HC Deb 05 November 1830 vol 1 cc210-3
Mr. O' Connell

presented a Petition from Cocker-mouth, praying for Reform, and declaring that Annual Parliaments, Universal Suffrage, and Vote by Ballot were necessary for the salvation of the country. The petitioners also said, and he thought their words prophetic, that vengeance would speedily fall on the heads of those who lent themselves to the oppression of the people. The Government was as imbecile as it was mischievous, for it had put into the mouth of one of the most popular Sovereigns who had ever sat on the Throne, a Speech which could have no other effect than to make him disliked by his subjects. What else, however, could they expect when there was insanity at the helm? He said insanity, and he was justified in saying it, because the Premier, but one year before his elevation, declared that he should be mad if he thought himself capable of filling the situation of Prime Minister of this country. He had since accepted that situation, and, therefore, he (Mr. O'Connell) felt he was at liberty to say that insanity ruled over the destinies of the nation.

Mr. Beaumont

, although one of the most ardent friends of liberty, felt himself called on to protest against the sentiments of the hon. member for Waterford, and to deprecate the use of expressions which he considered abominable, and language which he must characterise as most offensive. As one of those who had always proved themselves the friends of liberty both in and out of that House, he deprecated the use of such language; and hoped the hon. Member would refrain from using it in future.

Mr. Arbuthnot

said, that if his Majesty's Ministers were thought to be unworthy of the confidence of the House and the country, it was in the power of the Members to express that opinion, and effect their removal; but he thought that it would be derogatory to the character of Parliament to take any notice of language such as that now addressed to them.

Mr. O'Connell

justified the expression he had used. What else was it but adopting the Duke of Wellington's own words?

Mr. Beaumont

repeated his hope that the hon. Member would, for the future, preserve a greater temperance of language, although he might feel as strongly as he liked.

Mr. Croker

was much surprised, that the hon. member for Waterford, if he felt so strongly averse from the language of the Speech from the Throne, had not recorded that feeling more effectually, by taking the sense of the House on the subject when that Speech was under its consideration the other night, and when he had the opportunity of ascertaining the feelings of the Members in one of the most numerous assemblies ever congregated on such an occasion. He protested against a declaration such as they had heard from the hon. Member, so immediately after he had given his assent to an Address in reply to the Speech which he so heavily condemned. He did not, however, protest so much against the language of the hon. Member, nor was he disposed to read him a friendly lecture, like the member for Northumberland (Mr. Beaumont); but he protested against such attacks being directed against the members of his Majesty's Government, at a moment when there was not one of the persons attacked in the House to reply to them.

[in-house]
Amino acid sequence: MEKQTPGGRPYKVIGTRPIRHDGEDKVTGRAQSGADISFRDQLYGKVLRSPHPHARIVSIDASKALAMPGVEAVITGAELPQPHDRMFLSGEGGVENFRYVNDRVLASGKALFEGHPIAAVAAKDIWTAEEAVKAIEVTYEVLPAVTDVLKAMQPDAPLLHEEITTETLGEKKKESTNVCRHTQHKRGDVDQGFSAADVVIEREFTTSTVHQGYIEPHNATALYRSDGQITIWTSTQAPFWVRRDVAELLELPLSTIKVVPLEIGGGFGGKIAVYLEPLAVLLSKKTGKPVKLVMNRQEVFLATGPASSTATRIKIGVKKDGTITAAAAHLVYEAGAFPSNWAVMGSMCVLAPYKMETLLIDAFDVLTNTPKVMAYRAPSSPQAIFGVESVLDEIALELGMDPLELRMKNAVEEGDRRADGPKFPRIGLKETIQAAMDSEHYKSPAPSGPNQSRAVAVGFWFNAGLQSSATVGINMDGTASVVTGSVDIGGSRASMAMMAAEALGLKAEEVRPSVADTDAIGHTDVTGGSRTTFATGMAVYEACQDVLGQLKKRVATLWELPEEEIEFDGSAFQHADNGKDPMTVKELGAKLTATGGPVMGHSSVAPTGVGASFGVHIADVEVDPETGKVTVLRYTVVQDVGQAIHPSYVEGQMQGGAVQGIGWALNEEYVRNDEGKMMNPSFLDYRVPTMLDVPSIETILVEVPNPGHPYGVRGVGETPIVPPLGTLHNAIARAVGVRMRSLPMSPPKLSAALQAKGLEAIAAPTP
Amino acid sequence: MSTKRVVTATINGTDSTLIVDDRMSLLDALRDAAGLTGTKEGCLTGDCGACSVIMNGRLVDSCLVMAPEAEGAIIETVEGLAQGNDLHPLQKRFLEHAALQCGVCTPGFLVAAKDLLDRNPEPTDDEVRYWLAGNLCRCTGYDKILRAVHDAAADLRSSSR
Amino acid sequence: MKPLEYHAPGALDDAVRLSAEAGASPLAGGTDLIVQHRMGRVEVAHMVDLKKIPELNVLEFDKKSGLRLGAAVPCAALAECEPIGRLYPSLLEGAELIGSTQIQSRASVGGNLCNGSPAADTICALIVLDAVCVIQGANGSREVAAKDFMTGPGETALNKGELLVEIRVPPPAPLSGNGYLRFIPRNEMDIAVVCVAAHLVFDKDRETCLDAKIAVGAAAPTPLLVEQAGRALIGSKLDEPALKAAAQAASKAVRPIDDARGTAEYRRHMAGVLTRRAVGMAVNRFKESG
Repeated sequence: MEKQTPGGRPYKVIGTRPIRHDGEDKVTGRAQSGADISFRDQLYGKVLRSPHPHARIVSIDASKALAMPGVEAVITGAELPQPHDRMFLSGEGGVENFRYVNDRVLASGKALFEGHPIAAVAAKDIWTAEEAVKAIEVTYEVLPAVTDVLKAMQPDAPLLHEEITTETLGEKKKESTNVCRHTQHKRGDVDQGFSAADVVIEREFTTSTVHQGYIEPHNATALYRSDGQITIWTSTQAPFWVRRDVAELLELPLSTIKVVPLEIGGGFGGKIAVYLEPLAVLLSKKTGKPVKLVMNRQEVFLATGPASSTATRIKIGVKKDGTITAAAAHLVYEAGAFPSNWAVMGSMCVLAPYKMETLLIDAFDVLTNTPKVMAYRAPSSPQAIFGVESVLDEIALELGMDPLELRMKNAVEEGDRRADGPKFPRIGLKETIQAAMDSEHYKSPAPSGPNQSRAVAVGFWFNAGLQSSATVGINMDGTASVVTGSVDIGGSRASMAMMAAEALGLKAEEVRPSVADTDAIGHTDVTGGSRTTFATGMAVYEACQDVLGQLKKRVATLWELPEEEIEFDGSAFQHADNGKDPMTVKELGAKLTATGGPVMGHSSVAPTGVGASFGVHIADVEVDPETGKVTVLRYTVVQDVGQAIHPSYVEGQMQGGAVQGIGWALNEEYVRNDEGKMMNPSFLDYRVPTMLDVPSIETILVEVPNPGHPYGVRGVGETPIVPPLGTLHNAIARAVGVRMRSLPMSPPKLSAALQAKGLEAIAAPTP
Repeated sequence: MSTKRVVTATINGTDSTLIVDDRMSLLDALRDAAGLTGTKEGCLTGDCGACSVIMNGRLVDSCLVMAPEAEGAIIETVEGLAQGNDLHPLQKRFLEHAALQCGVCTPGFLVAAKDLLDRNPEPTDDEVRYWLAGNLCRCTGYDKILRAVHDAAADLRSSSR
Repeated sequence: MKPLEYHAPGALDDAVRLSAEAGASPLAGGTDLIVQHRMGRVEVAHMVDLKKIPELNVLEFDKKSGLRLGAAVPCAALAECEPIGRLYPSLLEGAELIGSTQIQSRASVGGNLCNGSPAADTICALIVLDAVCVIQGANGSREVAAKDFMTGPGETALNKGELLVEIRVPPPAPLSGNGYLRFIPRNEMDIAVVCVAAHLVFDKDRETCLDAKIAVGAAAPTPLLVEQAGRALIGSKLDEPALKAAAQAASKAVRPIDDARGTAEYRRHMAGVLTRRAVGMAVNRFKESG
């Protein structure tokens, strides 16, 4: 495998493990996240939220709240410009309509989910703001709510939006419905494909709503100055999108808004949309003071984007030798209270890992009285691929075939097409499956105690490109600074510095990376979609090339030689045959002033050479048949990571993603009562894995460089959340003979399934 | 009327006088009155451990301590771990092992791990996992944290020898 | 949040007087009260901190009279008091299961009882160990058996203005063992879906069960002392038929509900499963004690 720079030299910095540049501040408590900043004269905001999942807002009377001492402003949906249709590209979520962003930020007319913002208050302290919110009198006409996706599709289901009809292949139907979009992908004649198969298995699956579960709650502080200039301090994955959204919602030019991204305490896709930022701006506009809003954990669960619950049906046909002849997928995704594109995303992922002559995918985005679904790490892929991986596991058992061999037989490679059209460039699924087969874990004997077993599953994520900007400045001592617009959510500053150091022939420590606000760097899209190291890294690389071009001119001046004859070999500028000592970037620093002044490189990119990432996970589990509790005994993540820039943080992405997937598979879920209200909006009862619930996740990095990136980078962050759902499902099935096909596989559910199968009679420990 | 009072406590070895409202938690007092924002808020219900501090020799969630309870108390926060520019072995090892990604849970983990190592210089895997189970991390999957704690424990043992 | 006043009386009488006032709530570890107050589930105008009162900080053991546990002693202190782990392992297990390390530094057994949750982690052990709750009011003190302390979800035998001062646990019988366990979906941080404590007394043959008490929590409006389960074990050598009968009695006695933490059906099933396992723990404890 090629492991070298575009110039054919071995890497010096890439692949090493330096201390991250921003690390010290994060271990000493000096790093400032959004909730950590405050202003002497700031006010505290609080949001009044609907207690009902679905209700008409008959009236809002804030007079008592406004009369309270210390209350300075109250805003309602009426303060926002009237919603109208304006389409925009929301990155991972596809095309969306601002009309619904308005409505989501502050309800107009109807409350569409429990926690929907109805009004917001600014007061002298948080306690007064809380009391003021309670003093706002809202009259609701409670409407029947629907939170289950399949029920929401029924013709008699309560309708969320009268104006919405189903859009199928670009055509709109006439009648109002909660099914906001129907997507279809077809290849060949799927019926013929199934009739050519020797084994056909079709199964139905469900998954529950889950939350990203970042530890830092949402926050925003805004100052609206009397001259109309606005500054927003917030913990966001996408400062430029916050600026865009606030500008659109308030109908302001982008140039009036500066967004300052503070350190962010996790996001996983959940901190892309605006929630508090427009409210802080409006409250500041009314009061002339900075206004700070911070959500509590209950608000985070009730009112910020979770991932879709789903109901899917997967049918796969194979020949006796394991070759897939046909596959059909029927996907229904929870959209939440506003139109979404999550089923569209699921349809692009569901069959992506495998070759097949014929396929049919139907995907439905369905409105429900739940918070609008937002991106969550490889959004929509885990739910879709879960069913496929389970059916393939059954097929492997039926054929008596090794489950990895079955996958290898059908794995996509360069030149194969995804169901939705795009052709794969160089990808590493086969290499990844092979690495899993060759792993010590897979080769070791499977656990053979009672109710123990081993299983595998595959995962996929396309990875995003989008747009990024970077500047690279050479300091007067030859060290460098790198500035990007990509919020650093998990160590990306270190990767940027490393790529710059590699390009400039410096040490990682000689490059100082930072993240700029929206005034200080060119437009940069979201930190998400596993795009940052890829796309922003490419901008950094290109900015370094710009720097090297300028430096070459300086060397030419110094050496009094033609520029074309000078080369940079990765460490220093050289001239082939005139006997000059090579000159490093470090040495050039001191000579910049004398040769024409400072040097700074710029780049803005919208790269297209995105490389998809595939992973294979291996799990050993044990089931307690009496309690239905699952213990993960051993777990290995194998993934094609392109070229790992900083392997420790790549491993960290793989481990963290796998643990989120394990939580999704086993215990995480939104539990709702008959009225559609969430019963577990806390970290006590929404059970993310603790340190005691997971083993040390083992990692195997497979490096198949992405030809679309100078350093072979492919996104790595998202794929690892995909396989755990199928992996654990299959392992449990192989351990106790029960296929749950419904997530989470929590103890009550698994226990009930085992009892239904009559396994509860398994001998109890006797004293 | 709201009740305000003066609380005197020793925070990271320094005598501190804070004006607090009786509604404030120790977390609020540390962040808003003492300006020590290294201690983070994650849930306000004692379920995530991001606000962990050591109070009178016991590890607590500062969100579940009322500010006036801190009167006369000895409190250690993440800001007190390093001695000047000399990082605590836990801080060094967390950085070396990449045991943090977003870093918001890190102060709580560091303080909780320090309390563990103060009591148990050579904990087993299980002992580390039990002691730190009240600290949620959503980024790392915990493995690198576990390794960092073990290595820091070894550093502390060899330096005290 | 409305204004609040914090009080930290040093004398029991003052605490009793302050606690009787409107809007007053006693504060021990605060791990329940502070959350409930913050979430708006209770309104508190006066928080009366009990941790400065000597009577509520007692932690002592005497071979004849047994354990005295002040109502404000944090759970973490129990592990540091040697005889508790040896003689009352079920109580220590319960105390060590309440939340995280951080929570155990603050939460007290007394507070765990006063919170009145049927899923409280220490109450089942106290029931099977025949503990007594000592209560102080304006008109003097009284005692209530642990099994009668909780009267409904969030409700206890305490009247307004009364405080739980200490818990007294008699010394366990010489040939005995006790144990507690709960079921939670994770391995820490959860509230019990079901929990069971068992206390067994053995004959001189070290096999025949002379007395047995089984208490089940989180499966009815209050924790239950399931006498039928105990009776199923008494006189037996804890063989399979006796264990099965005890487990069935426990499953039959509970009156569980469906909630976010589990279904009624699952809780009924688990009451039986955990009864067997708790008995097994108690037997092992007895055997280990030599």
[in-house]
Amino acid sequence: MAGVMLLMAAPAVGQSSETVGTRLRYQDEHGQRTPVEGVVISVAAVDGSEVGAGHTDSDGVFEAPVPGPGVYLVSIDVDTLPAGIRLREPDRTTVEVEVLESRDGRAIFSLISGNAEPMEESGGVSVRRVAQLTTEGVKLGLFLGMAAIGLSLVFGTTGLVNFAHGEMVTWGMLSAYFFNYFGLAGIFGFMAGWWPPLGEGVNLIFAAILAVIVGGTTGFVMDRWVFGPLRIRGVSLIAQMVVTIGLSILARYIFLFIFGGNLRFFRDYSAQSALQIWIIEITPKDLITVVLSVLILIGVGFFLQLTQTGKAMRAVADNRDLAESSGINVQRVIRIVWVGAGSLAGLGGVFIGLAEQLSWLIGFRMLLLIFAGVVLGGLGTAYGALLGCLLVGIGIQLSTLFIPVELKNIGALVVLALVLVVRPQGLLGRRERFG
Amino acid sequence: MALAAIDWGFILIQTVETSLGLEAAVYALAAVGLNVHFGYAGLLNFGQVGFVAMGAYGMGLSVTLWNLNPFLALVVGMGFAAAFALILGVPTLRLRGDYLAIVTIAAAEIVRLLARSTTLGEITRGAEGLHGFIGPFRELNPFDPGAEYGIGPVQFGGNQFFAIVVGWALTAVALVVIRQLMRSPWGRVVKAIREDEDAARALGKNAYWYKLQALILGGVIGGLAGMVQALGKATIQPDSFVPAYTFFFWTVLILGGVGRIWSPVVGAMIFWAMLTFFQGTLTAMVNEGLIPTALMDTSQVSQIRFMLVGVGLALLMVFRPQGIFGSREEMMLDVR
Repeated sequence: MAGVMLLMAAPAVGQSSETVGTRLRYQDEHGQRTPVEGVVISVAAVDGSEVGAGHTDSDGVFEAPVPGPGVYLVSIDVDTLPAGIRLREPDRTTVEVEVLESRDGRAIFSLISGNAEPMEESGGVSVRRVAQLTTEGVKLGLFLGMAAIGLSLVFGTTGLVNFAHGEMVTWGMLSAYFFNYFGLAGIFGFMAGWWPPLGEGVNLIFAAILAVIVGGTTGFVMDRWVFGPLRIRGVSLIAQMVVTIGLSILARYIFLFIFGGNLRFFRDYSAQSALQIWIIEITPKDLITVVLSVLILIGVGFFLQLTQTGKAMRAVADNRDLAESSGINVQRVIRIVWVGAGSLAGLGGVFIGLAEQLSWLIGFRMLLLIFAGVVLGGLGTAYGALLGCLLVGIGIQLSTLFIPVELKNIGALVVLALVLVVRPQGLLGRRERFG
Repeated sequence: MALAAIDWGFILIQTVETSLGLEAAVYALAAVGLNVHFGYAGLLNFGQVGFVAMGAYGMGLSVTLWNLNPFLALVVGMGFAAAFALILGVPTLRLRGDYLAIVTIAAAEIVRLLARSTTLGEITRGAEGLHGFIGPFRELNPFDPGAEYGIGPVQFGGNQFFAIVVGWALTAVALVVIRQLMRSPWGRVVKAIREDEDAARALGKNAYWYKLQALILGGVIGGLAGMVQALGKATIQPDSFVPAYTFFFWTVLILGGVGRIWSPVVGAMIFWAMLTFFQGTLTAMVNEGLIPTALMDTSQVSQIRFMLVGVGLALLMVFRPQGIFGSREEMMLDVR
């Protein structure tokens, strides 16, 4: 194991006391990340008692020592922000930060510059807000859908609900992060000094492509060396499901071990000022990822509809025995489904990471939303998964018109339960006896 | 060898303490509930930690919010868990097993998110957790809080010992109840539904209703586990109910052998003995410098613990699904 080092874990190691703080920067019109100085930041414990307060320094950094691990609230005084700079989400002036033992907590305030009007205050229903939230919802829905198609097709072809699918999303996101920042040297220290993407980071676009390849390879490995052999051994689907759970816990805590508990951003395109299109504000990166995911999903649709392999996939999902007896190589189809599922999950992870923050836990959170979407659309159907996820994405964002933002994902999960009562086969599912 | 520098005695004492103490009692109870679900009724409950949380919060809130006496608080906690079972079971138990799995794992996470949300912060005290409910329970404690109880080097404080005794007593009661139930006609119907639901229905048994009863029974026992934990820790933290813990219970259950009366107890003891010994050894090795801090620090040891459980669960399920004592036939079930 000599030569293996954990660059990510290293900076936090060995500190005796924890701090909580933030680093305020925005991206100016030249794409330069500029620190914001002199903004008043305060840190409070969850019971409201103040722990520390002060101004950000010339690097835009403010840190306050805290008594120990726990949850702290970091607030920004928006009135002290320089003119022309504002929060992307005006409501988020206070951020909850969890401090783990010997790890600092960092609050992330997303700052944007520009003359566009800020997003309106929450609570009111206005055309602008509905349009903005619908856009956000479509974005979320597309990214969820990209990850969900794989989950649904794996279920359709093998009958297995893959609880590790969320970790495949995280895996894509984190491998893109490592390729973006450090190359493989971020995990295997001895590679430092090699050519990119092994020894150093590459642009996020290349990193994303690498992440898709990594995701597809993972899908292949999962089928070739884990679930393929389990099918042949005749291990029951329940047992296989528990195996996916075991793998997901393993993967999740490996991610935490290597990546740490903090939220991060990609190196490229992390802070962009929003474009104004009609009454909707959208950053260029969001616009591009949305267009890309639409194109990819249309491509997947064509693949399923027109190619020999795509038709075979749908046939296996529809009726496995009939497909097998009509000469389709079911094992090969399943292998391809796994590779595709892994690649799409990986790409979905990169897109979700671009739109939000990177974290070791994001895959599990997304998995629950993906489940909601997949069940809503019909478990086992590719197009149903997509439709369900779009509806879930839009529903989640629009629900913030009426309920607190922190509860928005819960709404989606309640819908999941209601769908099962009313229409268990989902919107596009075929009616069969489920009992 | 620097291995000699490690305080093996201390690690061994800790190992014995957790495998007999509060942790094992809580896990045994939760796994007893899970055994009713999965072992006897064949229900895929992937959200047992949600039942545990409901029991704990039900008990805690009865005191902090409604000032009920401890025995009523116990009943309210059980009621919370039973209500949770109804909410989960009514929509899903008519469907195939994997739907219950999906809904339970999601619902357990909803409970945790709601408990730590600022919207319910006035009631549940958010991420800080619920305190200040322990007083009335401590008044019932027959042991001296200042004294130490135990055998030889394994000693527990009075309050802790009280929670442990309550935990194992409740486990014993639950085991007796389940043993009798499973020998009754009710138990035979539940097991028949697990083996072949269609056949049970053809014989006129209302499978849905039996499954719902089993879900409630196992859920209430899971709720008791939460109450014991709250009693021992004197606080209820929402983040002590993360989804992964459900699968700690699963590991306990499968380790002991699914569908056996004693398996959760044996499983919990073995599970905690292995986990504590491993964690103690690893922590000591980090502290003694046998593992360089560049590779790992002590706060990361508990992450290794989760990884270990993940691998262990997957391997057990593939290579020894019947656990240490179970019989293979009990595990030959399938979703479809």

Mr. Hobhouse

, on the part of all those who dissented from the terms of the Speech from the Throne, protested on his part against the conclusion of the hon. Secretary for the Admiralty, that they or the House were at all pledged to the principles of the Speech, because they allowed the Address to pass without opposition. Even the right hon. Gentleman, the Secretary for the Home Department, had expressly declared that the House was not pledged to the terms of the Speech by agreeing to the formality of an Address, He believed, indeed, that the language of that Speech, and the declaration respecting Reform, which followed it, had armed new opponents against the Ministry, and that many of the greatest friends of the Government were disposed to withdraw from it their support. What confidence, indeed, could the country have in such a Government? What could be expected from a Ministry which left the destinies of Ireland in the hands of an individual? For that they were so was plain, from the admissions made in that House. That hon. Member had been charged with an attempt to produce a rebellion, and he had replied with a modesty, peculiar to himself, and which he had no doubt was perfectly well founded—"No, I did not excite the people to rebellion; I prevented a rebellion." The Government, however, which left in the power of an individual the means of exciting or preventing a rebellion was unworthy of the confidence of the House or of the country. He trusted that the hon. Secretary would learn more accurately what took place in the House before he again reproved hon. Members for inconsistency.

Mr. O'Connell

said, that so far from being open to the censure contained in the speech of the hon. Secretary, he had actually seconded the Amendment to the Address moved by the noble member for Woodstock.

Mr. Croker

said, that his observations applied not to the fact of the hon. Member having spoken against the Address, and seconded the Amendment, of which he was aware, but to the fact that he had not ventured to take the sense of the House on that Amendment.

Mr. John Wood

said, that he came up to town with a strong disposition to look with favour on the acts of the Government during the present crisis, but the declaration respecting reform had totally changed his opinions. The Duke of Wellington, Prince of Waterloo, had, like his brother Minister, Prince Polignac, issued his Ordinances against Reform, and was determined to abide the issue, in spite of the opinions of the people.

The Petition laid on the Table.